“This year we worked with the seasons: we learned to distinguish their salient characteristics, we observed and recorded the effects of each season on our environment, and we examined how our choice of clothing and accessories changes with the seasons. By comparing ourselves to the person alongside us, we discovered that there are different ways of facing the unique changes that each season brings. And throughout the process, we used art as an educational tool, accompanied by 20 six and seven-year-olds.
In childhood, imagination is usually boundless and planning is of little use, and although some might view this as a negative thing, in the world of creativity it's generally quite enriching. This attitude inspires us artists to constantly ‘play’ with our imaginations; in a way, it puts us in the children's shoes, and this creative game inevitably becomes a group project. We're all on the same level, the adults and teachers included, because for us it also represents an opportunity to learn.”
“During this school year we worked on a theme that is common to all of us: feelings. We explored the sensations we experience when we are happy, afraid, surprised, sad, or angry. We then took the project to the next level when we started drawing connections between feelings, colors, and forms, and that led to infinite possibilities, always starting with the smallest elements and building upward from there until we discovered that together they form a forest teeming with emotions, which grows day after day and is constantly evolving and open to change.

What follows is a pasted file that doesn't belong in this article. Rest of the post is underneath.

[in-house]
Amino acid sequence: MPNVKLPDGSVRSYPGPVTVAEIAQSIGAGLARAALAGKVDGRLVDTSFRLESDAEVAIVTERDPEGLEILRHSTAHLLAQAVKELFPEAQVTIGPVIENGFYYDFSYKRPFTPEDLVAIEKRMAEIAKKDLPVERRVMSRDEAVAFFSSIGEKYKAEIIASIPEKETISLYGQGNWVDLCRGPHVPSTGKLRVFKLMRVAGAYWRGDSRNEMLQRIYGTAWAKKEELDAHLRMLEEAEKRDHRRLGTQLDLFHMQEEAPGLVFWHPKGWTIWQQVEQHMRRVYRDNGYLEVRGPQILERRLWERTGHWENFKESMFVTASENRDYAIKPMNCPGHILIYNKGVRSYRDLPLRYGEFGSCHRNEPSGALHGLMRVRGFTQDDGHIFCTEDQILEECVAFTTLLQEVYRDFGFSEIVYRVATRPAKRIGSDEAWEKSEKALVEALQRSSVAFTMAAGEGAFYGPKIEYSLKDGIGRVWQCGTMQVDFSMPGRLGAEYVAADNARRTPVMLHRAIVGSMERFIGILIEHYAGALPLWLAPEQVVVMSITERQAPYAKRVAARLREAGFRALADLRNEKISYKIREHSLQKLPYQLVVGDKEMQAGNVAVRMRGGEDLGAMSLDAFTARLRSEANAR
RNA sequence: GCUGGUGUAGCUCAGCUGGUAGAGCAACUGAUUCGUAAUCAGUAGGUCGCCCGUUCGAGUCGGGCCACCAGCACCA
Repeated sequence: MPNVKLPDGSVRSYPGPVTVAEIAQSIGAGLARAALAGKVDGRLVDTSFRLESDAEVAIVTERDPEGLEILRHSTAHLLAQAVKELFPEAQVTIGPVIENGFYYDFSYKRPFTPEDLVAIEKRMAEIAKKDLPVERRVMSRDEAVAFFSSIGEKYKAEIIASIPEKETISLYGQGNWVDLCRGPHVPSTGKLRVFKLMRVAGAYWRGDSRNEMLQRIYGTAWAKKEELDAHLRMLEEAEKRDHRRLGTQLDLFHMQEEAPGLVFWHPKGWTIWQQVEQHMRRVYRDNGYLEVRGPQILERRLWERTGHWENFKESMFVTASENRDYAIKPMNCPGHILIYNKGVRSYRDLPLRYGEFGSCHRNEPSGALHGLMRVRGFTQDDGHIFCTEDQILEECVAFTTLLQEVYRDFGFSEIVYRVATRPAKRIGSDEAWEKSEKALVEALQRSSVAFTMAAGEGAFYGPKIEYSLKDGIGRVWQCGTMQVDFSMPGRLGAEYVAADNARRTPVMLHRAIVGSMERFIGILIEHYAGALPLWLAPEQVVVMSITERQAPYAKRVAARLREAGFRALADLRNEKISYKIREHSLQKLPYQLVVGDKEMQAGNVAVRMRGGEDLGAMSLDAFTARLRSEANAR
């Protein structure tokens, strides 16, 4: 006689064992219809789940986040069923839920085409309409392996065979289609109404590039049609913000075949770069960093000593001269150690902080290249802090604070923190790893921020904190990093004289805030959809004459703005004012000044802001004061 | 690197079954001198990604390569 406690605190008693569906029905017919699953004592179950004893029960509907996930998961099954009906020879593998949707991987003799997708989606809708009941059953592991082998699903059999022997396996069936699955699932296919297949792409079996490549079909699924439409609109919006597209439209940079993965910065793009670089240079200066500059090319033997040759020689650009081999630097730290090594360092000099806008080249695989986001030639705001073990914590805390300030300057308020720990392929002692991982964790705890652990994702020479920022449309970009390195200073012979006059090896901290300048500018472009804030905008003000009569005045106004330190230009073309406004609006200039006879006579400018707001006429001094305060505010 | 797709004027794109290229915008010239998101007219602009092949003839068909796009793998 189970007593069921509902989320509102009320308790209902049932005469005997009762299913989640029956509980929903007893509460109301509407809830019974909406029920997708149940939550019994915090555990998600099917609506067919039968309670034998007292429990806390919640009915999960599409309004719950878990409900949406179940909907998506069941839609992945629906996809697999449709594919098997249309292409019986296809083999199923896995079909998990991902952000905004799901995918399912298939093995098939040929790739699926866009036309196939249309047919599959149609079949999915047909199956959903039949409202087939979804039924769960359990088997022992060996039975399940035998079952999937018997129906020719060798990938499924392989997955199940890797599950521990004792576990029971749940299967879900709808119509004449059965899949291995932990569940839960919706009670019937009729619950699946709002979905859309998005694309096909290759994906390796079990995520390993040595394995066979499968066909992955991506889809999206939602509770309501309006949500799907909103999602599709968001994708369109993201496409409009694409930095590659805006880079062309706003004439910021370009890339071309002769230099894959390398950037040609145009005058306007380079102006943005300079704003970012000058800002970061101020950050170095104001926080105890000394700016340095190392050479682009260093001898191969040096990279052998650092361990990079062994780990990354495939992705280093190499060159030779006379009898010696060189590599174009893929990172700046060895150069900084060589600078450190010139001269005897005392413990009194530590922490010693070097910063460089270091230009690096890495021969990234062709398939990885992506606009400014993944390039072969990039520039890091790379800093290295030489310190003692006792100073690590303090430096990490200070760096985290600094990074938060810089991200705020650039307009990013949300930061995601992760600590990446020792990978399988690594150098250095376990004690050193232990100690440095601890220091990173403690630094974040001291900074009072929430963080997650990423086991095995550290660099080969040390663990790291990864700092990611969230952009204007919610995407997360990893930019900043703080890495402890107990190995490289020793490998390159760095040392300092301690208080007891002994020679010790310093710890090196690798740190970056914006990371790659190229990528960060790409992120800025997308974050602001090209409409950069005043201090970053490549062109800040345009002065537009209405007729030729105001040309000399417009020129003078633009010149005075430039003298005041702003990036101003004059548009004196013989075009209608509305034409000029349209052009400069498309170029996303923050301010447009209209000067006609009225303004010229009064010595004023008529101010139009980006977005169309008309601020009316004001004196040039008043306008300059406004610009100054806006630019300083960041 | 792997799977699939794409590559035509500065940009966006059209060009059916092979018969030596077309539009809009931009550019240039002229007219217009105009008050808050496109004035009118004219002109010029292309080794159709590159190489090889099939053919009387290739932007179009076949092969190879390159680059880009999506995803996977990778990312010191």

This very theme, inherent to the human condition, is an important part of my own artistic work; working together to discover new ways of experiencing and expressing emotions was enriching for me, and at the same time it gave all the participants a chance to create a work of art, teaching us all something new.”
“Six colored boxes are scattered across the playground. Suddenly one of the boxes moves; I'm not sure if my eyes were playing tricks on me or if it really did move. After a while, the orange box begins to move on its own, crossing the playground. The impossibility of what we're seeing makes us smile. The students, concealed inside the boxes, are following the instructions given by their classmates on the outside.